Facebook has given details on its DeepText artificial intelligence that scans “several thousand” posts per second to analyze them for sentiment and meaning in more than 20 languages.
DeepText’s ability to connect disparate tools – like different neural network architectures – help it meet its true goal: to better understand what content you want to see. For an ad-funded behemoth like Facebook, it’s a core focus.
In some forms that will be learning what content you want to see, through things like suggested posts, but in others that could be by stopping spam from making its way through the filters and into your feed. To do that, it needs to understand what those spam posts are saying and look like.
On a basic level, word understanding by AI is based on hard facts, like the names of a certain team or players if it’s a post to do with a particular sport. Beyond this, the system needs to learn to understand the difference between the intented meaning of potentially ambiguous words and phrases (Apple, or apple, for example) but also slang phrases or words that are commonly shortened, like ‘brother’ to ‘bro’.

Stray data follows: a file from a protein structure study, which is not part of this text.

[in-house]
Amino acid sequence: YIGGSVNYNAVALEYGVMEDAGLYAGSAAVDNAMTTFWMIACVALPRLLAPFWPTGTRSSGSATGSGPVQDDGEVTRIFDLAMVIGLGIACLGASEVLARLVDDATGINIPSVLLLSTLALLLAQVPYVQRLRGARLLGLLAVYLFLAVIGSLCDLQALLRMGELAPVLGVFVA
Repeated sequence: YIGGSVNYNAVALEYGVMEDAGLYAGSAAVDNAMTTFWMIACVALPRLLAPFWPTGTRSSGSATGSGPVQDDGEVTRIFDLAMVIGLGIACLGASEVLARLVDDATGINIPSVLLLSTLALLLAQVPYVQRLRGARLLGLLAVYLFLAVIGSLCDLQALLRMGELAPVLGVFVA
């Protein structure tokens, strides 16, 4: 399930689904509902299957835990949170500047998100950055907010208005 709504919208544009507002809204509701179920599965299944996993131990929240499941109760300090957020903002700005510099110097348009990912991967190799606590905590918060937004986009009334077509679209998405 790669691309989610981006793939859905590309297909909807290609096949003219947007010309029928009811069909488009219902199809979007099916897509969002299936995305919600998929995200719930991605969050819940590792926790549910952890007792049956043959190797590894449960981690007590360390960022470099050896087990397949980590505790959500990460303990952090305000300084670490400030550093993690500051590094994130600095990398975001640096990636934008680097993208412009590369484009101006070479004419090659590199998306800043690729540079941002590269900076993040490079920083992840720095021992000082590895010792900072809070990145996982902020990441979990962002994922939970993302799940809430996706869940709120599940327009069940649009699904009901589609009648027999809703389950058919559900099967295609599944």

It’s not quite at that level yet – and keep in mind it’s doing this in 20 languages – but the team says it is already in use on Messenger to detect the meaning of your messages. So if you start typing about taxis and see the option to book one pop up, don’t be too surprised.
It’ll also be able to optimize Facebook’s different user-facing products, for example, by offering to take you to its sales tools if you post about having a bike for sale, the team says.
Some people will find this utterly disconcerting, but giving up your data is the price of entry if you want to use Facebook.